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Crucial for exports: Inquiry must not delay Inland Rail construction

Crucial for exports: Inquiry must not delay Inland Rail construction article image

An independent inquiry into Inland Rail proposed by the Labor Opposition must not cause delays to the construction of this much-needed project, says the Australian Logistics Council (ALC).

“Bipartisan support for Inland Rail has been a key feature of the project, and it is crucial that be maintained throughout the next Parliament,” said ALC CEO Kirk Coningham.

The project will play an important role in boosting Australia’s export performance, he said.

While reaffirming its support for Inland Rail, the Federal Opposition says it will conduct an independent inquiry into the project if elected this month.

“Freight logistics operators and local communities are already making preparations for Inland Rail, and their investment decisions must be respected,” Mr Coningham said.

“The conduct of any proposed inquiry must not be allowed to slow the pace of construction on Inland Rail, which is already underway.”

Also, the proposed inquiry would be asked to examine possible port connections at either end of the Inland Rail route.

Substantial public investment

“ALC has consistently emphasised that finalising a dedicated freight rail connection to the Port of Brisbane as soon as possible will be essential to ensure full benefits can be derived from the substantial public investment being made in Inland Rail,” said Mr Coningham.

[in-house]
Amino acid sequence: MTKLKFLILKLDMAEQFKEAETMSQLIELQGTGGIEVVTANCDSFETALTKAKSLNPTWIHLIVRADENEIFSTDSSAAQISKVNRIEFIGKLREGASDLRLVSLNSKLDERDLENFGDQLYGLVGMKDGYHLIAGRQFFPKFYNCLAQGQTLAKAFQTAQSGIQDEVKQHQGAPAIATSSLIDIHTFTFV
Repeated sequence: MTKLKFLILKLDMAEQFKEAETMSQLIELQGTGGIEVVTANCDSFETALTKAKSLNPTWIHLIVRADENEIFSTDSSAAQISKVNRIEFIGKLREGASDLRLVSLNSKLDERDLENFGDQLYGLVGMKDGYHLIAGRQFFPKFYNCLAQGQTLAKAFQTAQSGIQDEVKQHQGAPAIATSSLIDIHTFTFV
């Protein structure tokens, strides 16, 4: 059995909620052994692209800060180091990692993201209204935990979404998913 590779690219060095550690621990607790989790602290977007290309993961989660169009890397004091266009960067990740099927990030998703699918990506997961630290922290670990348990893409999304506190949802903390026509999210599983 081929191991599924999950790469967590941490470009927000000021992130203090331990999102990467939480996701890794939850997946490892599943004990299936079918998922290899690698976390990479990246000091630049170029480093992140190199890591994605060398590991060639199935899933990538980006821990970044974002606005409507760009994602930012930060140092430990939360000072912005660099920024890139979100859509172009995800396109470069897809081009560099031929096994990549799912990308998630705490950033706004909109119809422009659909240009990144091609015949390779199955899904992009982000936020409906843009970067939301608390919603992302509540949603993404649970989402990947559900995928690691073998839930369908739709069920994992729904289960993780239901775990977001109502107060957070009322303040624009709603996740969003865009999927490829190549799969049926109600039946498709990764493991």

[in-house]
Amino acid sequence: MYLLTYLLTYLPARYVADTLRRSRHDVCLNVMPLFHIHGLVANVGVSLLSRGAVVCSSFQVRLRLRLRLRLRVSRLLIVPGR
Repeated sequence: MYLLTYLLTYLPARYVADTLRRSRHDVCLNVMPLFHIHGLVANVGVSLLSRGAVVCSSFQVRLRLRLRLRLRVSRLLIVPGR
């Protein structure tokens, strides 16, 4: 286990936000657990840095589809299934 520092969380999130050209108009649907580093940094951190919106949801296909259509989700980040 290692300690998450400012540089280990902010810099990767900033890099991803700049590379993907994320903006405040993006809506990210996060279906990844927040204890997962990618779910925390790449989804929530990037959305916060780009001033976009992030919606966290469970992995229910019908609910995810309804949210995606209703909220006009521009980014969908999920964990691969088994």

“We have also noted that there needs to be a focus on upgrading the current rail connection from Truganina to the Port of Melbourne, as well as on connections from Inland Rail to key NSW ports and intermodal terminals.

“However, in the event of a change of government, the proposed inquiry should not be a reason for any delay to overall construction of the Inland Rail project.”

Mr Coningham said more than 32 million tonnes of freight is expected to be moved along Australia’s east coast by 2030.

“We must find ways to do that which are safe, and which don’t add to road congestion and other existing bottlenecks in the freight network,” he said.

“Inland Rail is essential to achieving these goals – and will play an important role in boosting Australia’s export performance.”

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